In launching the innovation and science agenda in December, the Australian Government announced that they would be undertaking a review of the R&D Tax Incentive programme. At present, the review is currently ongoing by a panel led by Bill Ferris and it is expected to report to Government in April 2016. However, the announcement of a review has resulted in companies underlining their apprehensions about changes to the initiative. Most recently, CSL has joined industry appeals to the federal government to refrain from altering the popular research and development incentive amid fears it will be reduced.
Bill Ferris, who is leading the review, has revealed he is considering if the R&D tax incentive could be recalibrated to reward collaboration. Moreover, he noted that Australia was last out of 26 OECD countries that report on collaboration between business and public research institutions on innovation. Ferris further described that in recent decades Australia had been far more successful with research discoveries than it had been in the commercialisation of new products.
Indeed, research and development occurs in universities and in businesses – but there is little connection between the two. Tax concessions are one way to cultivate a partnership between businesses and universities. This would balance government support and mimic successful tax models that are utilised in the United States and United Kingdom. However, as noted in a previous post, the stability of the R&D tax incentive scheme over time plays an important role on R&D expenditure. Thus, the structure of the program should not be altered too drastically.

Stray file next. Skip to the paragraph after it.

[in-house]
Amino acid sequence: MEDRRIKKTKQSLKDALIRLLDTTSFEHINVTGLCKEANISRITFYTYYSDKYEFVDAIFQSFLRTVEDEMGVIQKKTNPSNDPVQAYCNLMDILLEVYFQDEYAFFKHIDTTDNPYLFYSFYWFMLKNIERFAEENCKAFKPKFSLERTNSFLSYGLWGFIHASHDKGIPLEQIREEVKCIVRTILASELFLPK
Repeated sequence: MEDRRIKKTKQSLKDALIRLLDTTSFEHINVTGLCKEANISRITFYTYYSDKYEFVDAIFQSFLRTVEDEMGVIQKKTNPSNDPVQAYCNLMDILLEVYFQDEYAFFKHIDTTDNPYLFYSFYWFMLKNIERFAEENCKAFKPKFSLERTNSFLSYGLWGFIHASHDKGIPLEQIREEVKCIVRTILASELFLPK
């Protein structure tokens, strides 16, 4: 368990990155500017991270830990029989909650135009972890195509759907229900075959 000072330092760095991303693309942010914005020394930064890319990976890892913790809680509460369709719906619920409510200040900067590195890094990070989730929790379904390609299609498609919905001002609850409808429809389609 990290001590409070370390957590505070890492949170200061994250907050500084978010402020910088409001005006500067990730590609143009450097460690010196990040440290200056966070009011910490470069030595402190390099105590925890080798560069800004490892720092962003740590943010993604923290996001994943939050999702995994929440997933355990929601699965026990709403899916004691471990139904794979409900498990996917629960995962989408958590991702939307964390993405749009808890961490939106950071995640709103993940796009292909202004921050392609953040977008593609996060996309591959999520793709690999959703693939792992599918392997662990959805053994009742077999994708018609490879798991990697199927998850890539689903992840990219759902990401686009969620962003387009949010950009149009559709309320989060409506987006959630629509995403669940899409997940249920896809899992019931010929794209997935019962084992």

Likewise, CSL’s chairman John Shine has warned against changing the structure of the program. He notes, “Other countries do provide tax and other incentives to attract hi-tech industry and intellectual property and hi-tech manufacturing… Australia has to be competitive and recognise if a company is going to invest a lot of money in research, which is never guaranteed a success, it does need to be recognised that this is risky and any sort of incentive can help.”
Similarly, medical researcher, Professor Ian Gust, who headed up research and development for CSL for 17 years, said countries that were most successful in R&D had strong government support schemes. Specifically, he warns, “research is now internationally competitive and there’s huge competition between various jurisdictions, any watering down of the incentives in Australia would see Australia put at a tremendous disadvantage.”
Essentially, companies need a stable legislative platform to provide them with the confidence to make long-term decisions in anticipation that support will be available. In fact, Australia’s R&D Tax Cash Benefit Tops OECD Comparison, with Australia topping the globe for loss making entities with the 43.5 per cent cash back benefit. Whilst there may be opportunity to enhance the efficiency of the R&D Tax Incentive in regards to university collaboration; any changes must not adversely impact the fundamental structure of the programme, which provides a broad-based, easily accessed and significant incentive.
If you would like to discuss the R&D Tax Incentive further, please do not hesitate to contact one of Swanson Reed’s offices today.